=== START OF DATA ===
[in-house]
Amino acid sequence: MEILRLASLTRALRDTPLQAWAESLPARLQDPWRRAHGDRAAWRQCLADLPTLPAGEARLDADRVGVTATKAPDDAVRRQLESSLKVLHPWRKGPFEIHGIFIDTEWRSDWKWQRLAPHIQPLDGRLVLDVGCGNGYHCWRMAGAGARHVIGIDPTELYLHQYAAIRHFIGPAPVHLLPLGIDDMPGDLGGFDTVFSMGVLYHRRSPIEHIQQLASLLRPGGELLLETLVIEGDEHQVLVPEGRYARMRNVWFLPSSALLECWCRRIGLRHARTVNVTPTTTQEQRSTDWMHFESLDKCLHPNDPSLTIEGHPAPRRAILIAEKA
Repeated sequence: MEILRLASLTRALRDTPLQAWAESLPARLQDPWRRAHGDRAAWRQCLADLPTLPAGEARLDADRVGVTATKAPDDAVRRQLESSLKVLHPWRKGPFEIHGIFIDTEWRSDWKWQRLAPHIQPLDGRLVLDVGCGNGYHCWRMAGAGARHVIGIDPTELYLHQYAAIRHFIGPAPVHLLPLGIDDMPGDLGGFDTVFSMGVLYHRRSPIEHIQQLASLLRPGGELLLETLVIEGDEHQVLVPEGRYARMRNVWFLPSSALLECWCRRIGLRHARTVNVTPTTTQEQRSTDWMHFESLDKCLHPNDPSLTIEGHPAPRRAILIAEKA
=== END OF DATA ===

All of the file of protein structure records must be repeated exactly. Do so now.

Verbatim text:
[in-house]
Amino acid sequence: MEILRLASLTRALRDTPLQAWAESLPARLQDPWRRAHGDRAAWRQCLADLPTLPAGEARLDADRVGVTATKAPDDAVRRQLESSLKVLHPWRKGPFEIHGIFIDTEWRSDWKWQRLAPHIQPLDGRLVLDVGCGNGYHCWRMAGAGARHVIGIDPTELYLHQYAAIRHFIGPAPVHLLPLGIDDMPGDLGGFDTVFSMGVLYHRRSPIEHIQQLASLLRPGGELLLETLVIEGDEHQVLVPEGRYARMRNVWFLPSSALLECWCRRIGLRHARTVNVTPTTTQEQRSTDWMHFESLDKCLHPNDPSLTIEGHPAPRRAILIAEKA
Repeated sequence: MEILRLASLTRALRDTPLQAWAESLPARLQDPWRRAHGDRAAWRQCLADLPTLPAGEARLDADRVGVTATKAPDDAVRRQLESSLKVLHPWRKGPFEIHGIFIDTEWRSDWKWQRLAPHIQPLDGRLVLDVGCGNGYHCWRMAGAGARHVIGIDPTELYLHQYAAIRHFIGPAPVHLLPLGIDDMPGDLGGFDTVFSMGVLYHRRSPIEHIQQLASLLRPGGELLLETLVIEGDEHQVLVPEGRYARMRNVWFLPSSALLECWCRRIGLRHARTVNVTPTTTQEQRSTDWMHFESLDKCLHPNDPSLTIEGHPAPRRAILIAEKA